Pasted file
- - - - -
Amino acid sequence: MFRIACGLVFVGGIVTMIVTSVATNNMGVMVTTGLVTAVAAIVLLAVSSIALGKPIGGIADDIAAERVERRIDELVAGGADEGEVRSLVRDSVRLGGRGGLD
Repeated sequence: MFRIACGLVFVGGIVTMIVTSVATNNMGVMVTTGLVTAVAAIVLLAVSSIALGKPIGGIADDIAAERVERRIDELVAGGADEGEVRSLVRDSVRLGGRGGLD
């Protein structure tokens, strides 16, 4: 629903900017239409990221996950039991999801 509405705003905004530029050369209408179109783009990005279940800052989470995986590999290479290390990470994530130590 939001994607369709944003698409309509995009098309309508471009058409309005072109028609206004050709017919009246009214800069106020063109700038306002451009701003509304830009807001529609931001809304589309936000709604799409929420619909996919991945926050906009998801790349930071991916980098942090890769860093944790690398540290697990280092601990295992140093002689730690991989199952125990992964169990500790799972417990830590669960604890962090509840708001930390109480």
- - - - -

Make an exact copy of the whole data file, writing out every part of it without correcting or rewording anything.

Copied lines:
Amino acid sequence: MFRIACGLVFVGGIVTMIVTSVATNNMGVMVTTGLVTAVAAIVLLAVSSIALGKPIGGIADDIAAERVERRIDELVAGGADEGEVRSLVRDSVRLGGRGGLD
Repeated sequence: MFRIACGLVFVGGIVTMIVTSVATNNMGVMVTTGLVTAVAAIVLLAVSSIALGKPIGGIADDIAAERVERRIDELVAGGADEGEVRSLVRDSVRLGGRGGLD
């Protein structure tokens, strides 16, 4: 629903900017239409990221996950039991999801 509405705003905004530029050369209408179109783009990005279940800052989470995986590999290479290390990470994530130590 939001994607369709944003698409309509995009098309309508471009058409309005072109028609206004050709017919009246009214800069106020063109700038306002451009701003509304830009807001529609931001809304589309936000709604799409929420619909996919991945926050906009998801790349930071991916980098942090890769860093944790690398540290697990280092601990295992140093002689730690991989199952125990992964169990500790799972417990830590669960604890962090509840708001930390109480």